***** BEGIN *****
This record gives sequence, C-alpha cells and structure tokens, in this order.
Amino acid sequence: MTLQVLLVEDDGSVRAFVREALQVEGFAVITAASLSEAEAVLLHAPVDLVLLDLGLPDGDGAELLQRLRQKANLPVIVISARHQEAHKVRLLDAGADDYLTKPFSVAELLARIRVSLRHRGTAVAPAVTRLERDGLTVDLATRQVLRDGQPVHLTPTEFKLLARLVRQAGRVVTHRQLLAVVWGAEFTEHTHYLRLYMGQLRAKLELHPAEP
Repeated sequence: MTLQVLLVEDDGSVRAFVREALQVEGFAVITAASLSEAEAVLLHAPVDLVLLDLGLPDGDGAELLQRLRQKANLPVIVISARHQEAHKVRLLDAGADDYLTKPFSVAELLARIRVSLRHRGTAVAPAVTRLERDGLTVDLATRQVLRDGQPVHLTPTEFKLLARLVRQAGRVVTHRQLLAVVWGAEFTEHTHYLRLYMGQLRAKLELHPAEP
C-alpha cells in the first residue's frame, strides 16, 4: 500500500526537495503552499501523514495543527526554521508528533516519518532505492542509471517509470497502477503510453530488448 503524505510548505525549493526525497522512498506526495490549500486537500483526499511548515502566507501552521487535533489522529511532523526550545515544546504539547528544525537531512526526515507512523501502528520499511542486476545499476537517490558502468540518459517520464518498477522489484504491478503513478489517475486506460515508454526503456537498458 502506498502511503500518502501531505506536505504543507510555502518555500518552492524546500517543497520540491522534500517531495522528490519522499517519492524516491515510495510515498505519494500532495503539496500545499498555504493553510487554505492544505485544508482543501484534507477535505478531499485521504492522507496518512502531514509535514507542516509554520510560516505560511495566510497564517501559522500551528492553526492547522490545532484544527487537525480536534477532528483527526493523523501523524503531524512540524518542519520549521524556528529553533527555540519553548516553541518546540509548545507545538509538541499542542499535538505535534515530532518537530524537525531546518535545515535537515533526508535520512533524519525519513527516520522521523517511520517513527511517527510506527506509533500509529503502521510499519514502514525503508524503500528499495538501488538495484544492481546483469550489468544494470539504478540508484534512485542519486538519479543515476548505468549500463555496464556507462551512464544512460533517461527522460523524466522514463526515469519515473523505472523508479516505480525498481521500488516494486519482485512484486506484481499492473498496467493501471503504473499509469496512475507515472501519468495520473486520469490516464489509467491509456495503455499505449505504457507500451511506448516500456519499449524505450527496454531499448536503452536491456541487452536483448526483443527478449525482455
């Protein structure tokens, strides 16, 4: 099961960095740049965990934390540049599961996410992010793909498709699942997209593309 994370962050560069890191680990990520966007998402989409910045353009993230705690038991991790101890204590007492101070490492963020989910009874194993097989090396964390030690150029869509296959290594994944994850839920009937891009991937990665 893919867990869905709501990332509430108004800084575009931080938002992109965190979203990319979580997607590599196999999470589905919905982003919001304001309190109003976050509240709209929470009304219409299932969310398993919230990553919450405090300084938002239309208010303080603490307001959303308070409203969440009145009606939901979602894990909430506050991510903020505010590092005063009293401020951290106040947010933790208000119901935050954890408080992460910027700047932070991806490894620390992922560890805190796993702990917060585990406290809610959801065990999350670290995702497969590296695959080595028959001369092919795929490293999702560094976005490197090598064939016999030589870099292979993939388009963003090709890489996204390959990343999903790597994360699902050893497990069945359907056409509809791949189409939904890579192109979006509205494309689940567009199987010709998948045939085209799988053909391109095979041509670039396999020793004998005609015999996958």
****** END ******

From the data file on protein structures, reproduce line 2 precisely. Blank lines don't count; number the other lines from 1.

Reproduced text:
Amino acid sequence: MTLQVLLVEDDGSVRAFVREALQVEGFAVITAASLSEAEAVLLHAPVDLVLLDLGLPDGDGAELLQRLRQKANLPVIVISARHQEAHKVRLLDAGADDYLTKPFSVAELLARIRVSLRHRGTAVAPAVTRLERDGLTVDLATRQVLRDGQPVHLTPTEFKLLARLVRQAGRVVTHRQLLAVVWGAEFTEHTHYLRLYMGQLRAKLELHPAEP